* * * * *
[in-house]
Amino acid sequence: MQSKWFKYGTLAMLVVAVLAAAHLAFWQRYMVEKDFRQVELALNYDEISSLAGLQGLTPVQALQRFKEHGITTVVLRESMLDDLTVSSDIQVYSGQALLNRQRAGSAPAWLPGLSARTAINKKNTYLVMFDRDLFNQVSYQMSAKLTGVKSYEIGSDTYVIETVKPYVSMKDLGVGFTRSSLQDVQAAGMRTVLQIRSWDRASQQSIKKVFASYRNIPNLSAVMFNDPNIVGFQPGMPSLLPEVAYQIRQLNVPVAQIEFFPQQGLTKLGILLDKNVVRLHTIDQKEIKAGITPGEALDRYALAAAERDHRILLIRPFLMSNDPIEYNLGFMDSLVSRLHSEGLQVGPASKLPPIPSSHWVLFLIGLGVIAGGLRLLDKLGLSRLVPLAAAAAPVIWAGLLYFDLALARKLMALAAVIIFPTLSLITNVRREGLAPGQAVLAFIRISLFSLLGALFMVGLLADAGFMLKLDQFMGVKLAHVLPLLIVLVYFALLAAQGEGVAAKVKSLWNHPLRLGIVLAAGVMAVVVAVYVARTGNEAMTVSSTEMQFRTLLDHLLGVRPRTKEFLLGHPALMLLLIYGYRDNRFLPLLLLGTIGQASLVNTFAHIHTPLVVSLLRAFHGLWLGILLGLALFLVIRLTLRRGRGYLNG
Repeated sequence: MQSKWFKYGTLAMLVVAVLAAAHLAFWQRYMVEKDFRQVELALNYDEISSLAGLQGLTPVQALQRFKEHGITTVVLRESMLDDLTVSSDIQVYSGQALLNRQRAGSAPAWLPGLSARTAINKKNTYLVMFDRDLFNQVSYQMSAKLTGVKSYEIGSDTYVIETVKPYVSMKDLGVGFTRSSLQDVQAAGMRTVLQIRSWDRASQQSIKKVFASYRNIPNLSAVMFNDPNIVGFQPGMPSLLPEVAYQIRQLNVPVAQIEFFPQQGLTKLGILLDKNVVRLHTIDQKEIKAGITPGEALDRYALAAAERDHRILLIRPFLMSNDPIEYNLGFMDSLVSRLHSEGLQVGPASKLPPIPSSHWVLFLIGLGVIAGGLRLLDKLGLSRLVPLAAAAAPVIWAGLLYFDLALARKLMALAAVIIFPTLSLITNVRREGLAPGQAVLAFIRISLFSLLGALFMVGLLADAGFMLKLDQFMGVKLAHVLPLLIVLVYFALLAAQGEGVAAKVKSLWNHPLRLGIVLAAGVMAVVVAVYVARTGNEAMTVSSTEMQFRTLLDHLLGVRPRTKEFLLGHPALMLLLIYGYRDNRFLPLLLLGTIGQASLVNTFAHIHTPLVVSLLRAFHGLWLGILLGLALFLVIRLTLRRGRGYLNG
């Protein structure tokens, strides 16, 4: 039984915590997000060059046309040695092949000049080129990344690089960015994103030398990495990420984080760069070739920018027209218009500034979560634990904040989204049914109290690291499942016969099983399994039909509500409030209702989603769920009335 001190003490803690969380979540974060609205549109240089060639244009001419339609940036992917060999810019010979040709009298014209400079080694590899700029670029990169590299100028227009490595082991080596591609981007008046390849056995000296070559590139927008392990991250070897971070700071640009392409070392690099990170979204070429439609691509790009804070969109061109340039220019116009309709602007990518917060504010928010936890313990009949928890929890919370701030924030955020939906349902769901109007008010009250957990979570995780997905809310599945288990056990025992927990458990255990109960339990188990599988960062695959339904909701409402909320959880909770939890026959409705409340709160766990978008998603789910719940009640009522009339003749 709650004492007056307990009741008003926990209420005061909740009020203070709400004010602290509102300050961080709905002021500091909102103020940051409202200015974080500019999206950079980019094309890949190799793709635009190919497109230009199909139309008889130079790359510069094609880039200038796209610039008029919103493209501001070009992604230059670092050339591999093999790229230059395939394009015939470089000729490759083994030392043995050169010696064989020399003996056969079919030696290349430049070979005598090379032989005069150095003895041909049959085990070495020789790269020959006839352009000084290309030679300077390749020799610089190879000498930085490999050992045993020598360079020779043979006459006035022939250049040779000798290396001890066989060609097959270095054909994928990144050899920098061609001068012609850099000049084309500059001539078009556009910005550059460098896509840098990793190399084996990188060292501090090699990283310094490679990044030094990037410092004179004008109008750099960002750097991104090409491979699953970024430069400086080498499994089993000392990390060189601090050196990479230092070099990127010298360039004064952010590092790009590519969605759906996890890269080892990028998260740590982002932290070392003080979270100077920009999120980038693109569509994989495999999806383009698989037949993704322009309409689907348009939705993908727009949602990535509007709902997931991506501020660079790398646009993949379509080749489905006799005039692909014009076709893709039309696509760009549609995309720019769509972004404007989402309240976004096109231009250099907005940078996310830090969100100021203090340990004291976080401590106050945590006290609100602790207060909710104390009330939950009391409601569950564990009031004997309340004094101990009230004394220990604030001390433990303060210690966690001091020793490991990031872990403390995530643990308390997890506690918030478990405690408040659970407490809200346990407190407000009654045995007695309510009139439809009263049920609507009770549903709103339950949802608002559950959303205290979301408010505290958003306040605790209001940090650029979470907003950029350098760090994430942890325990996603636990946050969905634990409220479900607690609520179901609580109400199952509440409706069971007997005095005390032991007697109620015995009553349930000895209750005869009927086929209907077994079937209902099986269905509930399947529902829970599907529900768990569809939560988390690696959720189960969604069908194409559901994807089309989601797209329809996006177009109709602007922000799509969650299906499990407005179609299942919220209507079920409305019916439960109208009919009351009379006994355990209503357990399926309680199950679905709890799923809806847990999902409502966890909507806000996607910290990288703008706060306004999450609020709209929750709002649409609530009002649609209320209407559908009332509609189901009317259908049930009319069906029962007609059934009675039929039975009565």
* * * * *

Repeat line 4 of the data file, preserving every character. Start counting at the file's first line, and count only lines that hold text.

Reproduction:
């Protein structure tokens, strides 16, 4: 039984915590997000060059046309040695092949000049080129990344690089960015994103030398990495990420984080760069070739920018027209218009500034979560634990904040989204049914109290690291499942016969099983399994039909509500409030209702989603769920009335 001190003490803690969380979540974060609205549109240089060639244009001419339609940036992917060999810019010979040709009298014209400079080694590899700029670029990169590299100028227009490595082991080596591609981007008046390849056995000296070559590139927008392990991250070897971070700071640009392409070392690099990170979204070429439609691509790009804070969109061109340039220019116009309709602007990518917060504010928010936890313990009949928890929890919370701030924030955020939906349902769901109007008010009250957990979570995780997905809310599945288990056990025992927990458990255990109960339990188990599988960062695959339904909701409402909320959880909770939890026959409705409340709160766990978008998603789910719940009640009522009339003749 709650004492007056307990009741008003926990209420005061909740009020203070709400004010602290509102300050961080709905002021500091909102103020940051409202200015974080500019999206950079980019094309890949190799793709635009190919497109230009199909139309008889130079790359510069094609880039200038796209610039008029919103493209501001070009992604230059670092050339591999093999790229230059395939394009015939470089000729490759083994030392043995050169010696064989020399003996056969079919030696290349430049070979005598090379032989005069150095003895041909049959085990070495020789790269020959006839352009000084290309030679300077390749020799610089190879000498930085490999050992045993020598360079020779043979006459006035022939250049040779000798290396001890066989060609097959270095054909994928990144050899920098061609001068012609850099000049084309500059001539078009556009910005550059460098896509840098990793190399084996990188060292501090090699990283310094490679990044030094990037410092004179004008109008750099960002750097991104090409491979699953970024430069400086080498499994089993000392990390060189601090050196990479230092070099990127010298360039004064952010590092790009590519969605759906996890890269080892990028998260740590982002932290070392003080979270100077920009999120980038693109569509994989495999999806383009698989037949993704322009309409689907348009939705993908727009949602990535509007709902997931991506501020660079790398646009993949379509080749489905006799005039692909014009076709893709039309696509760009549609995309720019769509972004404007989402309240976004096109231009250099907005940078996310830090969100100021203090340990004291976080401590106050945590006290609100602790207060909710104390009330939950009391409601569950564990009031004997309340004094101990009230004394220990604030001390433990303060210690966690001091020793490991990031872990403390995530643990308390997890506690918030478990405690408040659970407490809200346990407190407000009654045995007695309510009139439809009263049920609507009770549903709103339950949802608002559950959303205290979301408010505290958003306040605790209001940090650029979470907003950029350098760090994430942890325990996603636990946050969905634990409220479900607690609520179901609580109400199952509440409706069971007997005095005390032991007697109620015995009553349930000895209750005869009927086929209907077994079937209902099986269905509930399947529902829970599907529900768990569809939560988390690696959720189960969604069908194409559901994807089309989601797209329809996006177009109709602007922000799509969650299906499990407005179609299942919220209507079920409305019916439960109208009919009351009379006994355990209503357990399926309680199950679905709890799923809806847990999902409502966890909507806000996607910290990288703008706060306004999450609020709209929750709002649409609530009002649609209320209407559908009332509609189901009317259908049930009319069906029962007609059934009675039929039975009565």